Friday, June 28, 2013

Talking About Children’s Rights

“We can provide solutions to Nigeria’s problems,”  a sharp and thought-provoking response from a mere toddler  who was among a group of 5 – 11 year old school children at a program in the U.S. Embassy, Abuja.  The program in commemoration of children’s day focused on the Nigerian Government’s Child Rights Act.

When asked what rights children had the responses by the children were very insightful – clearly, they had a pretty good idea of what rights they have.  Answers given include right to speech, right to education, right to movement and right to worship.

Speaking on a topic of “Children can make a difference” Irene Bangwell of Handzandmindz, an organization that works to integrate ethics and critical thinking into the educational experience of children, told them that they can make a difference.  She explained that by ‘doing something good to stop bad things from happening’ children can effect change in their communities.  She gave examples of children from other parts of the world who have made a difference.  They include the following:

Malala- who worked to ensure that girls also enjoyed the right to education in her home country Pakistan despite opposition from the Talibans.

Dallas Jessup – a black belt martial artist, she made a video that shows teenagers how to defend themselves against attacks by rapists or kidnappers.  Dallas did this when she learned the statistics about the number of girls sexually assaulted or abducted in America.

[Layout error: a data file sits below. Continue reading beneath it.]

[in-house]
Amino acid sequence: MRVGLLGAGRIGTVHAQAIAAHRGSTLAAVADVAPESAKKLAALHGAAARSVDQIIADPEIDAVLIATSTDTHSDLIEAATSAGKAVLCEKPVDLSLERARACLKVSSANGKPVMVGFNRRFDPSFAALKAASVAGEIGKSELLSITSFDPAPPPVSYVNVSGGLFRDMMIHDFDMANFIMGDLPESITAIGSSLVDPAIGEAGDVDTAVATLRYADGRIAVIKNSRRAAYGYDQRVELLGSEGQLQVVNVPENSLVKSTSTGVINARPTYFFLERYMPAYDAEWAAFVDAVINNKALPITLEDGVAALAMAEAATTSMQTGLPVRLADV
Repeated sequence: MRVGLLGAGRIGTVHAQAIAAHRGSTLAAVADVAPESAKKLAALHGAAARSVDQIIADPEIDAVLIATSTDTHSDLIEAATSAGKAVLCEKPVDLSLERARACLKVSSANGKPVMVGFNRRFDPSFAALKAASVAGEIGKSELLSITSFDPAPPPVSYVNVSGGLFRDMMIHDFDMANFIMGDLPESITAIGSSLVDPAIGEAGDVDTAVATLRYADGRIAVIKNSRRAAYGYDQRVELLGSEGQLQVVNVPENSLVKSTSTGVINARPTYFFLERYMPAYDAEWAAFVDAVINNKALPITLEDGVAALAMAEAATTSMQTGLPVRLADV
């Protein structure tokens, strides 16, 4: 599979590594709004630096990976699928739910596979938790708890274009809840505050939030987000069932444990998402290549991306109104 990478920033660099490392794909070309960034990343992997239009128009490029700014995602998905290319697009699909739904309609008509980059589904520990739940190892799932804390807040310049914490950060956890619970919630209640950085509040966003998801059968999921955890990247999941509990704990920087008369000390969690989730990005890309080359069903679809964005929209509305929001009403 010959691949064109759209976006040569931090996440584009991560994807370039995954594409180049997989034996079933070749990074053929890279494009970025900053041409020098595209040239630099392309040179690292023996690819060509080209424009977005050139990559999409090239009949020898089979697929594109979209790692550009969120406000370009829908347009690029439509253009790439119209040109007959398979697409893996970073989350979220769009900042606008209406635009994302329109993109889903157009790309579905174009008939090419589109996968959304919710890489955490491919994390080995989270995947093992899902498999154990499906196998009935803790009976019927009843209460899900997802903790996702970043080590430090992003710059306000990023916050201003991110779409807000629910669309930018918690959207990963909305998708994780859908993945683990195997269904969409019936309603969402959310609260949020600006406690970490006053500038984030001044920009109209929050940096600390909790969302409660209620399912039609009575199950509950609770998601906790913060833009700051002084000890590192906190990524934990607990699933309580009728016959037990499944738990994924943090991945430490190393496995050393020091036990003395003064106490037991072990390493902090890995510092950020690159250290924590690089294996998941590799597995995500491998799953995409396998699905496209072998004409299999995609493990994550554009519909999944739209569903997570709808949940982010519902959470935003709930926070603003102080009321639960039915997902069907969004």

Richard Turere – a Kenyan Masai teenager who invented a device that scares lions away from his father’s cattle.

Jack Thomas Andraka – at 15 after a close family friend died of cancer, he invented a new way of testing for certain types of cancer that makes it possible to detect the disease much earlier and at low cost. 

What is common with these four young people is that they saw a problem, decided to do something about it and didn’t see their age as a deterrent.

In her interaction with the children, Maryam Enyiazu of UNICEF posed the question “who is a child?  Answers included ‘anyone under 18,’ ‘younger form of a human being’ and ‘someone who must not lie’ (which I believe applies to adults as well).  She emphasized in her presentation that children also have responsibilities.  The children’s response when asked about this was right on point.  They said their responsibilities included helping parents at home and respecting parents and elders.

The program was very interactive and I was impressed with the children’s confidence and enthusiasm and how much they already know about human rights issues.  Indeed the future looks bright for Nigeria.

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